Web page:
A Letter.

Dear 19-year old Me,

I thought of you recently and re-lived some things that you are going to encounter. Some of the stuff is funny and some aren’t. Most of it you will learn lessons from right away, some you’ll only learn years later. Which is why I write this to you now. There was one incident that I remembered and I want to tell you about, so when you sit in your  room at night, staring at your ceiling, wondering why people treat you this way, you’ll understand.

There will be a time where you will go to someone’s house, because your friend, S, wanted to go. You aren’t comfortable with the idea of going cause this person is not a friend of yours. But, I know that you just want to prove that you are as good and loyal a friend as this person is to S. You’ve always battled with feeling inferior to others – you weren’t as fun or rebellious, and not because you couldn’t be, it just wasn’t In your nature. As you get older, you’ll realize that your role in S’s life was never as close a friend as you held her to be in your own. I know it’s hard for you to grasp that now. But that’s why I want to warn you about this incident.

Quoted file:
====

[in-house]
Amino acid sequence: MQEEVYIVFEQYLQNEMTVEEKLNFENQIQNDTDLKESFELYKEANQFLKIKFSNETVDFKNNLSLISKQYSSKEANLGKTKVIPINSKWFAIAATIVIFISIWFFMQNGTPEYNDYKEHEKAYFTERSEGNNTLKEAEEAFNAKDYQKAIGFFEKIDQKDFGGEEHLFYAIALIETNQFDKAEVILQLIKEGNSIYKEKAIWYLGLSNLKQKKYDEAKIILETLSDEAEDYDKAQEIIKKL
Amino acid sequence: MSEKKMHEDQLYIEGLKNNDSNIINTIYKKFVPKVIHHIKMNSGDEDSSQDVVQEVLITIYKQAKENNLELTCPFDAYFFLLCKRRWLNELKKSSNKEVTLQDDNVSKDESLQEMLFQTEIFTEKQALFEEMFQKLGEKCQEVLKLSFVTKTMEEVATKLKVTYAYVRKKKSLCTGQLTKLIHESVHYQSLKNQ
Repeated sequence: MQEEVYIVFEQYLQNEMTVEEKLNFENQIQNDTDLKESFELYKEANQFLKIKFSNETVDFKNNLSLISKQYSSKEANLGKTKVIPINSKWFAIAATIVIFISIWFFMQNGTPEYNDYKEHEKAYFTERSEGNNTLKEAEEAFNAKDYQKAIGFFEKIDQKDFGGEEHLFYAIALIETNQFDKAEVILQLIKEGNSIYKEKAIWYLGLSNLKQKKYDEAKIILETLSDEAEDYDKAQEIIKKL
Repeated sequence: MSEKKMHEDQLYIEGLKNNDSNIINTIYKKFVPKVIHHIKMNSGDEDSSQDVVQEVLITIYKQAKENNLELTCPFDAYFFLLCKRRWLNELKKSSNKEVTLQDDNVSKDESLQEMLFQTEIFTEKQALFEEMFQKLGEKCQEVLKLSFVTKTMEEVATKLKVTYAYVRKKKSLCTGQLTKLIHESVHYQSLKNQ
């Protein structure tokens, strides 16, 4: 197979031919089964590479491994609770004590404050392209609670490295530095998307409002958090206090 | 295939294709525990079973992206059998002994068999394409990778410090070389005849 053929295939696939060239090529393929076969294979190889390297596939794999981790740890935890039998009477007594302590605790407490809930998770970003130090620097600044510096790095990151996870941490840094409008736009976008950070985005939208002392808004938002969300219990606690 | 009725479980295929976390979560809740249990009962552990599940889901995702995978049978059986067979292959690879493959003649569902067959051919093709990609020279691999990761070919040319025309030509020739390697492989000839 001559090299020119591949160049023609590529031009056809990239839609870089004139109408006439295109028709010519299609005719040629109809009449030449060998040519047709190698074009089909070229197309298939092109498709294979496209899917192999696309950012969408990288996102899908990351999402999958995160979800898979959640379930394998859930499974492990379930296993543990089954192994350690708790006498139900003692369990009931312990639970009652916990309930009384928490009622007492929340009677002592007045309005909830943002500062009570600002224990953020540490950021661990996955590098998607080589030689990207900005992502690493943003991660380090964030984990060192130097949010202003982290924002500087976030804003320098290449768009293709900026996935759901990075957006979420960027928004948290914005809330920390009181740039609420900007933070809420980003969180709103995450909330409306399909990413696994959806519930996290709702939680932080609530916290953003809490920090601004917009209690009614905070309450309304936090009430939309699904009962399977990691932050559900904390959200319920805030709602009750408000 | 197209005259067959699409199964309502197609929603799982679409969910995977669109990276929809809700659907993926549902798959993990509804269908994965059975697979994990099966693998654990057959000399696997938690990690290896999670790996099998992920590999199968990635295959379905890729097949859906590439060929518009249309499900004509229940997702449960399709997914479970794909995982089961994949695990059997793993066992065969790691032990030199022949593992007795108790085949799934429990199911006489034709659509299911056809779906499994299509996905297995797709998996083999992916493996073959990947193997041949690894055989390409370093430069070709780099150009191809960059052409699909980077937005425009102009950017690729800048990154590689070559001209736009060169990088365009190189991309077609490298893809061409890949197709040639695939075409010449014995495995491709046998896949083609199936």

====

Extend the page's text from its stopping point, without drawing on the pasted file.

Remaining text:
When you arrive at the house, you’ll hang out and try to be a part of the conversation. They’ll share inside jokes and you’ll force a laugh, like you know what they mean. They’ll talk about the crazy things they did together, and you’ll start to feel like a loser because you couldn’t relate. As the evening goes on, S and her friend will leave you in the living room, while they go into the room.  For hours, she will leave you alone with people you barely know. People are wondering who you are or why you were even there. Looking back now, I wonder if S didn’t want you to come at all. What if she felt like she had to babysit you? I remember how you felt sitting there, as people walked in and out of the house while you just sat there — unnoticed and forgotten, awkwardly watching something on tv. I remember how you felt when you asked to go home, and she made you feel like crap because you wanted to cut her night short.

This won’t be the first time she does this. She’ll do it again, except this time you will be on a trip out of state – for what you thought would be a bonding trip — but actually that’s when you should have said goodbye.